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A full night sleep

Newborns and young children under 5 are likely to experience some sleeping troubles and around a quarter of babies will refuse to go to sleep or wake in the night. Children are most likely to wake in the night because they’re hungry or need changing, but thankfully, Pampers nappies ensure 12 hours of dryness so you can all enjoy a golden night of sleep. Keeping a few things in mind and a little help from Pampers will help you and your child to get the best possible change of a full night of sleep.

Bedtime routine:

No matter how old your baby is, a bedtime routine is essential to set in place from day one to give them the best chance of sleeping through the night. Keep it short and simple, but baby will soon get used to what is going on and quickly associate that bath time means it’s nearly bedtime. Bath, nappy change, pyjamas and a story is the easiest routine to maintain and make sure it’s completed in the baby’s bedroom. For the night time, change your baby into Pampers Baby Dry to give them the best chance of staying dry all night long.

You could also give them their favourite security toy at bedtime only, so they know it’s time to sleep. Keep the toy near you for a while so it begins to smell like you. Babies have an excellent sense of smell, so if they wake in the night they will instantly be calmed by the smell of you.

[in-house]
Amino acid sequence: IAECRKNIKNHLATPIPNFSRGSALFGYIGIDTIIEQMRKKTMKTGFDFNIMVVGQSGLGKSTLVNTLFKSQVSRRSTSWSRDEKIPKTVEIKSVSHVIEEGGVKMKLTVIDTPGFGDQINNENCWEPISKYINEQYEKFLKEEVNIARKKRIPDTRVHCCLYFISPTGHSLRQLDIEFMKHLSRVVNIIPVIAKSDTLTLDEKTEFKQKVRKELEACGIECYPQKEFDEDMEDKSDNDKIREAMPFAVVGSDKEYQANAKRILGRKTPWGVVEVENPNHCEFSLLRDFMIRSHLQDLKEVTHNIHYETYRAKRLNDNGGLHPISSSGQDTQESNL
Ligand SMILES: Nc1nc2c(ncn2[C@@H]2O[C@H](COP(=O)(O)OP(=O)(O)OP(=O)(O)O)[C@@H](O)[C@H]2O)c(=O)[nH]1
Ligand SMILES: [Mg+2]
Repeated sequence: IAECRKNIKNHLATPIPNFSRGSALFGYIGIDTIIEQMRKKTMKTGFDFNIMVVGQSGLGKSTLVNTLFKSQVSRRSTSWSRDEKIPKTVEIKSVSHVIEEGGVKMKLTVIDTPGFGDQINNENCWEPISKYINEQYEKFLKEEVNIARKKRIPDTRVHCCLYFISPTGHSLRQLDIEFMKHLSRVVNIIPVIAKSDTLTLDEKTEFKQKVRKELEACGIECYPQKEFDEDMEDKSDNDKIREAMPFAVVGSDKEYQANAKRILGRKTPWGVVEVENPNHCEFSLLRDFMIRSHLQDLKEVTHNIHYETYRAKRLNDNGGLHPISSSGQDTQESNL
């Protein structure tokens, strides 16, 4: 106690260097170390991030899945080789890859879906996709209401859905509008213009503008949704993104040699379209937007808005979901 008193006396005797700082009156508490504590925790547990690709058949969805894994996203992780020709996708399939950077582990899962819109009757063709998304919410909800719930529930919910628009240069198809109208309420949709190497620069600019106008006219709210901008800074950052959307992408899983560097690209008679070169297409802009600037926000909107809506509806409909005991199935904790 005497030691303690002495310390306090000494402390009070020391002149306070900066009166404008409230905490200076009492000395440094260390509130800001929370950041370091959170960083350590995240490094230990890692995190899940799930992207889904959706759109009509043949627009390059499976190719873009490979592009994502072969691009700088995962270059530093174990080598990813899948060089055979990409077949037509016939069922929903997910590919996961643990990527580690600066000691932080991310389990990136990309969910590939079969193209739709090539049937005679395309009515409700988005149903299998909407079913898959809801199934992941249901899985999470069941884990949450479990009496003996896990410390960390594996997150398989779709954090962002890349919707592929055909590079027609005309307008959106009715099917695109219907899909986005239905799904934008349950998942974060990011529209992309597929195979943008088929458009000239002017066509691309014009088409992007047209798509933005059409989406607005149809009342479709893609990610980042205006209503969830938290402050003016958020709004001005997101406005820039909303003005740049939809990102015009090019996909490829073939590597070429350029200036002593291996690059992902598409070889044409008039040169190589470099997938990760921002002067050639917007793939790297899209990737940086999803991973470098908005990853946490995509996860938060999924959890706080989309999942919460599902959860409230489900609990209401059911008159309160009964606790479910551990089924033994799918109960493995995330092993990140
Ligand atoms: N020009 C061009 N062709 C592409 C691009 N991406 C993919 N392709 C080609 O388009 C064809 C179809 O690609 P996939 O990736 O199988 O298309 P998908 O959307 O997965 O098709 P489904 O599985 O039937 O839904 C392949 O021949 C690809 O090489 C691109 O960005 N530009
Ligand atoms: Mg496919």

Let them settle by themselves:

Giving your baby the chance to settle on their own is incredibly important. If you notice them getting tired and sleepy, but they’re still awake, lay them on their back in their bed and they may settle and go off to sleep of their own accord. If they get used to being rocked and held when they’re tired, they may begin to depend on it. However if they’re crying after being laid down, go back to them and try to calm them down, put them back into bed and leave the room to see if they have settled themselves.

If they are older than six months, try the controlling crying method. This is where you leave the room for a few minutes before returning and extending the periods of time they are left alone between each visit. This will make them realise that they need to settle and go to sleep.

Let them know the difference between day and night:

A bedtime routine will definitely help will this establishment of night and day, but there are a few more things you can do. Try to make daytime feeds as lively and social as possible and night time feeds quiet and calm, which will help them to set a body clock. You can also encourage wakefulness during the day by being talkative and getting them used to noises like the washing machine and the radio, but night time is a time for being very hushed, soothing and quiet.